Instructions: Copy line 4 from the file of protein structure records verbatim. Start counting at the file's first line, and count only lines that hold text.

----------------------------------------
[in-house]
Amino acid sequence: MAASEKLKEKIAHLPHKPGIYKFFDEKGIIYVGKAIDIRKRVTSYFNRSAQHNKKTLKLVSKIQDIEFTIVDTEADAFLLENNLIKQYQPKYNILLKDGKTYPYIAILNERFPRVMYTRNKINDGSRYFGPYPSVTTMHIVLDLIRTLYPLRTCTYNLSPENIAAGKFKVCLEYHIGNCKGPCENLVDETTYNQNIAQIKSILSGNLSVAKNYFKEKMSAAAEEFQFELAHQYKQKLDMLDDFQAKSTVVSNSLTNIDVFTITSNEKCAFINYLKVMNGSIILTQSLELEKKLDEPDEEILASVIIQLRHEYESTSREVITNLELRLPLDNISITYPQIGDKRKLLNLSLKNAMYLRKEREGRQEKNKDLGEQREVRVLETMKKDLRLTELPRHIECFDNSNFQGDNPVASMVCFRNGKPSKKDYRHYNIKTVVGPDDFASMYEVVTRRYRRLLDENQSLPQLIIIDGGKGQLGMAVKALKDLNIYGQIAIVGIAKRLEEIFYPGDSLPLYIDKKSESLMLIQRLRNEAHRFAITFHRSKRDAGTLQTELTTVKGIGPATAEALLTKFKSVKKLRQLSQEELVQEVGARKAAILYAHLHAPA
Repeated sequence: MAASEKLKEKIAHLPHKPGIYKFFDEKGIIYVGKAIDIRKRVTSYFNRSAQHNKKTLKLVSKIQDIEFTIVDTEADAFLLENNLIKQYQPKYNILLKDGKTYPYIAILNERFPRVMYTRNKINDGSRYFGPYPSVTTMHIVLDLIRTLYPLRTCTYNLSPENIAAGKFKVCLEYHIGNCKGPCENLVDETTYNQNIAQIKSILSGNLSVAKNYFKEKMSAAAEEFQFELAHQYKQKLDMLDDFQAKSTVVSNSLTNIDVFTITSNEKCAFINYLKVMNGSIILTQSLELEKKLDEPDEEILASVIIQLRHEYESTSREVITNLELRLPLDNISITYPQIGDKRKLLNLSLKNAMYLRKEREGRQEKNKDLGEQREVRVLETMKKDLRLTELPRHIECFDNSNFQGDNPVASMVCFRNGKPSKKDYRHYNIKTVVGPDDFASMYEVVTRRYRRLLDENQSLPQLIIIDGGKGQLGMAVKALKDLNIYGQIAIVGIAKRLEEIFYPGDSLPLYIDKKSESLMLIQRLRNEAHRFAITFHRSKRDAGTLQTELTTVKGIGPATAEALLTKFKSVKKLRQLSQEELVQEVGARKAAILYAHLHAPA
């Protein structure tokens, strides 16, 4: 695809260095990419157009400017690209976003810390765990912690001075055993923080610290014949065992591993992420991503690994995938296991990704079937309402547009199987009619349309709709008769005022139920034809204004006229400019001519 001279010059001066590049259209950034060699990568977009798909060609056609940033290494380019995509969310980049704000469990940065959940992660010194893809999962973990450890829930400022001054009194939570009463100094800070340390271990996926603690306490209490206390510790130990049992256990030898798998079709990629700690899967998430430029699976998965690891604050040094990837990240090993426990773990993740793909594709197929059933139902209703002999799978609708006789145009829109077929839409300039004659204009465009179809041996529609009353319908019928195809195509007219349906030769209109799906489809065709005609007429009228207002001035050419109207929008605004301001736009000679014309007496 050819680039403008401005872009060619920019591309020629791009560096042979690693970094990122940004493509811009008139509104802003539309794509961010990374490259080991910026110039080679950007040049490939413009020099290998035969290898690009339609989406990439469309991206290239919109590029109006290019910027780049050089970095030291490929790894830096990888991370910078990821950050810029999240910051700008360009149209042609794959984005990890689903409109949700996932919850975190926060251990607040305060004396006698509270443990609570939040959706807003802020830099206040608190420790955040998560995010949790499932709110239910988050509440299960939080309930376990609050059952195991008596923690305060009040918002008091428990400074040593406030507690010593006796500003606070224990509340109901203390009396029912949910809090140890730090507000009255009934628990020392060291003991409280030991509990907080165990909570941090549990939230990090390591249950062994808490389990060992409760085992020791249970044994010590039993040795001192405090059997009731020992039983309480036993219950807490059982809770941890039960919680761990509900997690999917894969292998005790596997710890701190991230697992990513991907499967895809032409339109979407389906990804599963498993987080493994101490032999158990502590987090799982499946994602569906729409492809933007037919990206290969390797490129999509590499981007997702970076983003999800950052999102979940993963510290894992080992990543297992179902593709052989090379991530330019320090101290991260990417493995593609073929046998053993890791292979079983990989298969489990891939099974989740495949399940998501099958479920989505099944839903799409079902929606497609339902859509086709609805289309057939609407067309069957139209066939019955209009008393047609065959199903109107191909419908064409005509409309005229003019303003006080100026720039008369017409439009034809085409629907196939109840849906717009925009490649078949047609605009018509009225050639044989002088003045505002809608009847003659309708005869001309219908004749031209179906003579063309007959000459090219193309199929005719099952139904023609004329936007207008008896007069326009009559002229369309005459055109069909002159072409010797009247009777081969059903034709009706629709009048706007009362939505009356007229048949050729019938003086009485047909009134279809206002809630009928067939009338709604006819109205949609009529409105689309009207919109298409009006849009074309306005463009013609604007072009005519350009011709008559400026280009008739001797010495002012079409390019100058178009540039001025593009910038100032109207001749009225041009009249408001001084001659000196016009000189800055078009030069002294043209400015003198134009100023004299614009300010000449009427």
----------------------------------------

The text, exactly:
């Protein structure tokens, strides 16, 4: 695809260095990419157009400017690209976003810390765990912690001075055993923080610290014949065992591993992420991503690994995938296991990704079937309402547009199987009619349309709709008769005022139920034809204004006229400019001519 001279010059001066590049259209950034060699990568977009798909060609056609940033290494380019995509969310980049704000469990940065959940992660010194893809999962973990450890829930400022001054009194939570009463100094800070340390271990996926603690306490209490206390510790130990049992256990030898798998079709990629700690899967998430430029699976998965690891604050040094990837990240090993426990773990993740793909594709197929059933139902209703002999799978609708006789145009829109077929839409300039004659204009465009179809041996529609009353319908019928195809195509007219349906030769209109799906489809065709005609007429009228207002001035050419109207929008605004301001736009000679014309007496 050819680039403008401005872009060619920019591309020629791009560096042979690693970094990122940004493509811009008139509104802003539309794509961010990374490259080991910026110039080679950007040049490939413009020099290998035969290898690009339609989406990439469309991206290239919109590029109006290019910027780049050089970095030291490929790894830096990888991370910078990821950050810029999240910051700008360009149209042609794959984005990890689903409109949700996932919850975190926060251990607040305060004396006698509270443990609570939040959706807003802020830099206040608190420790955040998560995010949790499932709110239910988050509440299960939080309930376990609050059952195991008596923690305060009040918002008091428990400074040593406030507690010593006796500003606070224990509340109901203390009396029912949910809090140890730090507000009255009934628990020392060291003991409280030991509990907080165990909570941090549990939230990090390591249950062994808490389990060992409760085992020791249970044994010590039993040795001192405090059997009731020992039983309480036993219950807490059982809770941890039960919680761990509900997690999917894969292998005790596997710890701190991230697992990513991907499967895809032409339109979407389906990804599963498993987080493994101490032999158990502590987090799982499946994602569906729409492809933007037919990206290969390797490129999509590499981007997702970076983003999800950052999102979940993963510290894992080992990543297992179902593709052989090379991530330019320090101290991260990417493995593609073929046998053993890791292979079983990989298969489990891939099974989740495949399940998501099958479920989505099944839903799409079902929606497609339902859509086709609805289309057939609407067309069957139209066939019955209009008393047609065959199903109107191909419908064409005509409309005229003019303003006080100026720039008369017409439009034809085409629907196939109840849906717009925009490649078949047609605009018509009225050639044989002088003045505002809608009847003659309708005869001309219908004749031209179906003579063309007959000459090219193309199929005719099952139904023609004329936007207008008896007069326009009559002229369309005459055109069909002159072409010797009247009777081969059903034709009706629709009048706007009362939505009356007229048949050729019938003086009485047909009134279809206002809630009928067939009338709604006819109205949609009529409105689309009207919109298409009006849009074309306005463009013609604007072009005519350009011709008559400026280009008739001797010495002012079409390019100058178009540039001025593009910038100032109207001749009225041009009249408001001084001659000196016009000189800055078009030069002294043209400015003198134009100023004299614009300010000449009427």